Williams and Collier continued to play well into the second half. Samuelson couldn't take the court, her foot in a boot on the sideline and the emotions evident on her face. Auriemma said the injury occurred in the game's opening moments when Samuelson drove to the basket, but she continued to play until halftime.
"It was sad," Nurse said. "You don't want to see a teammate go down, especially someone who works as hard as Lou. She was stringing together a really good last little bit of the season for us."
With less than a minute to play in the half, Samuelson and Oregon State freshman Katie McWilliams both went a rebound that neither was perfectly positioned to claim. Still known best at this stage for her outside shooting, Samuelson ripped the ball away from McWilliams and put in a layup for the final points of the half and a 21-point lead.
It was the final act of her debut season, but in that one moment was the difference between a freshman season spent in the cauldron that is Storrs, daily practices under Auriiemma's gaze and against a slew of All-Americans, and one spent anywhere else. Even if anywhere else is home to the Pac-12 champions and one of the best run and fastest rising programs out there.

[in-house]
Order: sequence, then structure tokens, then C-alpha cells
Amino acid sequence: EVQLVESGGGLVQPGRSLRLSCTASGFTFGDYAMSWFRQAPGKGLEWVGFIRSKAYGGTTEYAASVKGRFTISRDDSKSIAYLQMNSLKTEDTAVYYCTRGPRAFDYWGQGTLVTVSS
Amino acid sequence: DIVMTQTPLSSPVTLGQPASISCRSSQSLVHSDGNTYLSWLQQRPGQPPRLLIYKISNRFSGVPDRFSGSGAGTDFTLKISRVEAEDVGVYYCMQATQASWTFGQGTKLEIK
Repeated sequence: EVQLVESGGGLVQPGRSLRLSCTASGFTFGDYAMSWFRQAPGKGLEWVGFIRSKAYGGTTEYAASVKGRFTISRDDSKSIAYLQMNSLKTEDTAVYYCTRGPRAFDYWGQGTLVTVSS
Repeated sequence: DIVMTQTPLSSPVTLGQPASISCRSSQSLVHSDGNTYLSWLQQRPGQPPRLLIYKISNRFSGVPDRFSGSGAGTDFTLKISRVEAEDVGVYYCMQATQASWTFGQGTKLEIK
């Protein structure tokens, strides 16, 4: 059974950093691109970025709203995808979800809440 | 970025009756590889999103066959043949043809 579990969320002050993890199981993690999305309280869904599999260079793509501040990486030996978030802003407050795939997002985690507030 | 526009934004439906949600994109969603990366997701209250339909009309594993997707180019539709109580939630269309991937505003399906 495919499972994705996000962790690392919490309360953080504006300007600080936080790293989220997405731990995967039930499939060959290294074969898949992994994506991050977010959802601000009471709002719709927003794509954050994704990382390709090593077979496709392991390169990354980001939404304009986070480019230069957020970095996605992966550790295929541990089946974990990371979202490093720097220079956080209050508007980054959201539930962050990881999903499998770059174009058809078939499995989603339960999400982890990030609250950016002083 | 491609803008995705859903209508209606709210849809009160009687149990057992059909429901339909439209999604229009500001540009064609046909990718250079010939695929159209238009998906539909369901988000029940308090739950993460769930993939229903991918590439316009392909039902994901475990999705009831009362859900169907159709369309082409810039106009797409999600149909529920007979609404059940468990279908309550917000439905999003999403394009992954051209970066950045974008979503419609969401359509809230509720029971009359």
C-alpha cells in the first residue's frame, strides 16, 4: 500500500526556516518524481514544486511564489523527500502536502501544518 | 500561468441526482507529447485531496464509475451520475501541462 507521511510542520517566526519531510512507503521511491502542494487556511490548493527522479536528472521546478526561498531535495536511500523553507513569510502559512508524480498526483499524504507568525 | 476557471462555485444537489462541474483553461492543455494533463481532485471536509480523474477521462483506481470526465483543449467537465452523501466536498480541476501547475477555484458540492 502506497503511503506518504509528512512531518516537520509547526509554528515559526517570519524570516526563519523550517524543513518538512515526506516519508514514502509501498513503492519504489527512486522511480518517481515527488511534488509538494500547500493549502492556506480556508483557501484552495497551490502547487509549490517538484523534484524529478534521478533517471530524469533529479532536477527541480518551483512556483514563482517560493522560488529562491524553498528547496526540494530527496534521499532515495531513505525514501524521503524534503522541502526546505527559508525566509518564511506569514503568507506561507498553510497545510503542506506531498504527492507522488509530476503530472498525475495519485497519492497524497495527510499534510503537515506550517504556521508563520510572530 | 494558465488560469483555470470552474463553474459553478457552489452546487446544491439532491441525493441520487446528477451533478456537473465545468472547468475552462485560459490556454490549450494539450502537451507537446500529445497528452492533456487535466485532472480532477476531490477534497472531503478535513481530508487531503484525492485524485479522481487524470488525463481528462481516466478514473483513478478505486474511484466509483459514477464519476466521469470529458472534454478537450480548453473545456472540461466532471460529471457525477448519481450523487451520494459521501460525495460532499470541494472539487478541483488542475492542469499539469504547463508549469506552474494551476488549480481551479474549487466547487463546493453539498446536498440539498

There is nothing quite like playing Connecticut for the first time, as this collection of Oregon State players was only the latest in a long line to experience. That is exactly why so many Huskies seem so at ease the first time they are asked to contribute on this stage.
"I don't think anyone is really prepared for it," Williams said. "There is no level of basketball like this anywhere. So you learn as you go -- you have to learn as you go."